It is simply amazing how the very mention of these concepts in an open discourse on constitutional reform would immediately trigger frenzied, robotic responses from learned professors and self-appointed pundits. The response from Dr. Dayan Jayatilleka to Madam Chandrika’s remarks on the subject is instinctual, political and vituperative, and deliberately distorted and misleading.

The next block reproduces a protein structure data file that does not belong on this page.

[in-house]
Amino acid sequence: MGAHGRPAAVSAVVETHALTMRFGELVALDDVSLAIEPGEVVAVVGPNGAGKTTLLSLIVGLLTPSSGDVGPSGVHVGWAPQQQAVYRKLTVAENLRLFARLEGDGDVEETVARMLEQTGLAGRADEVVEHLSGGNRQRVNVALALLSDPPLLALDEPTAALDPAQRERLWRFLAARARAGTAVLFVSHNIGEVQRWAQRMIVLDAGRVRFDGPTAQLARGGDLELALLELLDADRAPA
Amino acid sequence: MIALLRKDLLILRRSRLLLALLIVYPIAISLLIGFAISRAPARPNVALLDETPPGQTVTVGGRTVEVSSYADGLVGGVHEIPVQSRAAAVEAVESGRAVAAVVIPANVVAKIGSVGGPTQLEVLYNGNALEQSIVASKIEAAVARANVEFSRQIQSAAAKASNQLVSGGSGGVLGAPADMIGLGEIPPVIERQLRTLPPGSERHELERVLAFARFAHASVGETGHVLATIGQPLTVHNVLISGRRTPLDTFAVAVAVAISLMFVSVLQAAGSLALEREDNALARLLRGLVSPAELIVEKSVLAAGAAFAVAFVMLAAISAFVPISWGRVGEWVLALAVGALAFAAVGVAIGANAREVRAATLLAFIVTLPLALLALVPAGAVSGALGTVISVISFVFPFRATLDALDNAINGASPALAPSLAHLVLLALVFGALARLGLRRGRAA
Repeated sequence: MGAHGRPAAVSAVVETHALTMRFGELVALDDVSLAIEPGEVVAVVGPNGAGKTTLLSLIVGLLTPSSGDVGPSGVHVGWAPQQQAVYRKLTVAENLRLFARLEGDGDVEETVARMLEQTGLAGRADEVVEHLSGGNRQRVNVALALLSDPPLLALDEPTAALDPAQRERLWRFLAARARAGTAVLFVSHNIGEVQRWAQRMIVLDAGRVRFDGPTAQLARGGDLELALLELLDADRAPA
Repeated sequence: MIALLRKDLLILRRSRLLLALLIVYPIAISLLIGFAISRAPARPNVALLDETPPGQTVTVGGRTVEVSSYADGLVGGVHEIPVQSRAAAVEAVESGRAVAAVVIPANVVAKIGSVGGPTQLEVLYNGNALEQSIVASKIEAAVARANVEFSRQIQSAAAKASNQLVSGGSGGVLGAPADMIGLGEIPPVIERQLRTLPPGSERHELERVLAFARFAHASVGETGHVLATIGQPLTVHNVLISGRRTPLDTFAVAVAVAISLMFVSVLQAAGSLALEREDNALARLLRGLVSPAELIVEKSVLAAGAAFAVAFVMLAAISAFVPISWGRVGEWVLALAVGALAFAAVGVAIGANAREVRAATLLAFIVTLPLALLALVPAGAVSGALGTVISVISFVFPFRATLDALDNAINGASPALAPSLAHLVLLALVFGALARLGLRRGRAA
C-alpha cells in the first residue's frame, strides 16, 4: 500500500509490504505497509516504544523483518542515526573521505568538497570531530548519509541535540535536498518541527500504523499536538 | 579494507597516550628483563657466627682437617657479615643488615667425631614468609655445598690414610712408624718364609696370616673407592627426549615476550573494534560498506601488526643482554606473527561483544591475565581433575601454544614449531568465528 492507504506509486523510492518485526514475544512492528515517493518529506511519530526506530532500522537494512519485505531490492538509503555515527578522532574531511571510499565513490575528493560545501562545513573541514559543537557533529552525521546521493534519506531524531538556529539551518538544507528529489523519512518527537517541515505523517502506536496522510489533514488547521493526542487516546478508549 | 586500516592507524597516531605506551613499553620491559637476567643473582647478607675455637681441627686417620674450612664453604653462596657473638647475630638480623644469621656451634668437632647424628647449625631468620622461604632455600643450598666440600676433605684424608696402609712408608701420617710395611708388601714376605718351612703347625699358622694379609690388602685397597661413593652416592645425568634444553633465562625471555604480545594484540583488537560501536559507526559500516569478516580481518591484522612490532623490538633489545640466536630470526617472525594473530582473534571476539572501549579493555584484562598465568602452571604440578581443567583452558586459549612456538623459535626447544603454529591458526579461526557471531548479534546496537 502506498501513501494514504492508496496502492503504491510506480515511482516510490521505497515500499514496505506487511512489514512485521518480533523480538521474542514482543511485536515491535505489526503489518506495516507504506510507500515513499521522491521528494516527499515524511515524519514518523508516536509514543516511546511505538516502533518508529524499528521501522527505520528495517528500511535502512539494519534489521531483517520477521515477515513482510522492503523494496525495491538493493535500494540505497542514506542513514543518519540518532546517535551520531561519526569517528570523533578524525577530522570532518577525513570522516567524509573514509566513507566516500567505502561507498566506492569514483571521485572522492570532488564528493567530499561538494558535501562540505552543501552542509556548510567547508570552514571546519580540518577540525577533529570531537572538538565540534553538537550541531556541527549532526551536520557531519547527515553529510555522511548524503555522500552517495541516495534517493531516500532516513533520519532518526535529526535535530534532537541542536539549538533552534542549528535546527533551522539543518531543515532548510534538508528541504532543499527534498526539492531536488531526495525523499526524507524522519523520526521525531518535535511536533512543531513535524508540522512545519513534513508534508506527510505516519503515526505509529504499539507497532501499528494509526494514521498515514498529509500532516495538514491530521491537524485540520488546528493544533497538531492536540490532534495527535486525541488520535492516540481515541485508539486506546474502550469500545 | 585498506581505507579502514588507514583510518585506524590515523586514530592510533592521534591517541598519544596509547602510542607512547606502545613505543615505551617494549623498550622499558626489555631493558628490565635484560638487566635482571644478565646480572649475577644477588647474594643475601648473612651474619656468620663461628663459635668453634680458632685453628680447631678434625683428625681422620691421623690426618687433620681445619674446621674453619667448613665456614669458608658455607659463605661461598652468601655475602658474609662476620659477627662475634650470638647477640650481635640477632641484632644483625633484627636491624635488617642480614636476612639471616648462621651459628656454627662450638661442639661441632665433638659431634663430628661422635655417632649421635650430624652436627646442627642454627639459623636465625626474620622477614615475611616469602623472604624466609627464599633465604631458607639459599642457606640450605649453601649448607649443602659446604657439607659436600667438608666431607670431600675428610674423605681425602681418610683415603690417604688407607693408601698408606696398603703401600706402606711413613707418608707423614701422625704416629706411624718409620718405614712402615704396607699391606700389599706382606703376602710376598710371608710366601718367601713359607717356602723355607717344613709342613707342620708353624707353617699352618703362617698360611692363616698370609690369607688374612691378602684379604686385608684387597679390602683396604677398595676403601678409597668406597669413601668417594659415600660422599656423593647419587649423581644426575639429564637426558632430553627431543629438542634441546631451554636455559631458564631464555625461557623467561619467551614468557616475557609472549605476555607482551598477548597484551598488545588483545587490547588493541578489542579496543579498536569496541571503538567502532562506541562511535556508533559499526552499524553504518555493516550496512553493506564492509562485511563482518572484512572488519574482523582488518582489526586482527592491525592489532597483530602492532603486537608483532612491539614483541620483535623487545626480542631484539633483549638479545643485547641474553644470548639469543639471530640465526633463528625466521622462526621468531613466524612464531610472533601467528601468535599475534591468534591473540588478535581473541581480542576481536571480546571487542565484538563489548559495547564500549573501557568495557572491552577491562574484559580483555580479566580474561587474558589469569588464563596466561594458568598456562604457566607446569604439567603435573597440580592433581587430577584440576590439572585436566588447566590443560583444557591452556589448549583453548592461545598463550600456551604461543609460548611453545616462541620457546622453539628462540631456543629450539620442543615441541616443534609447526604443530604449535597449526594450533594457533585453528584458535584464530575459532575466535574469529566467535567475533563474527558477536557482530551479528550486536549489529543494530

His argument has three main points. First, that federalism inherently contains the element of separatism. This is empirically unsupported, as in classic examples such as the US, India, Germany, Sweden, Switzerland etc. Not perfect examples, but where there is some degree of social cohesion, in spite of severe national and ethnic oppression in some cases. The second aspect of the argument that Sri Lanka is just too small a country to afford federalism is purely prejudiced and anti-democratic. When we deal with a question of an oppressed nation seeking liberation, the guiding criteria is not the size, but the democratic essence of the demand for dignity, equality, security, autonomy and democratic freedom. But, we cannot expect such a profound vision of democracy from a sycophantic, careerist, ideological agent of a rabidly chauvinist camp as that led by Mahinda Rajapaksa. Mahinda Rajapaksa’s credibility as a ‘patriot and defender’ of the Sinhala-Buddhist Nation has been completely and irrevocably demolished by his very own act of ‘betrayal’ when he bribed Prabhakaran to the tune of millions, which massive funds the latter would have used to grease up his war machine to kill Sinhala-Buddhist soldiers and civilians. He also gunned down unarmed Sinhala civilians who were exercising the fundamental right of democratic protest- the very same guns that killed unarmed Tamil civilians. Also, the attempted coup by him to suppress the presidential election results shows to what extent he would go to betray the sovereignty of the people, including the Sinhala Buddhist nation, simply to entrench his dynastic rule and dictatorship through perpetuity. The third major point of argument is that Federalism would certainly play into the hands of an expansionist Tamil Nadu. This is just fear-mongering designed to incite and mobilize his tribal-feudal, chauvinist political base and score points for his Master. There certainly could be such grand designs by some Tamil Nadu politicians. Precisely for the reason that foreign powers could and do play dirty politics with the Tamil nation that it must be decisively determined on a sustainable democratic basis. Indeed and in fact, it is the denial and violent suppression of nationhood and the attendant right of self-determination that has led to the politics of separatism and paved the way for foreign powers, including India, to sink their fangs into the lifelines of the people and the country. None are so blind as those who have eyes but refuse to see.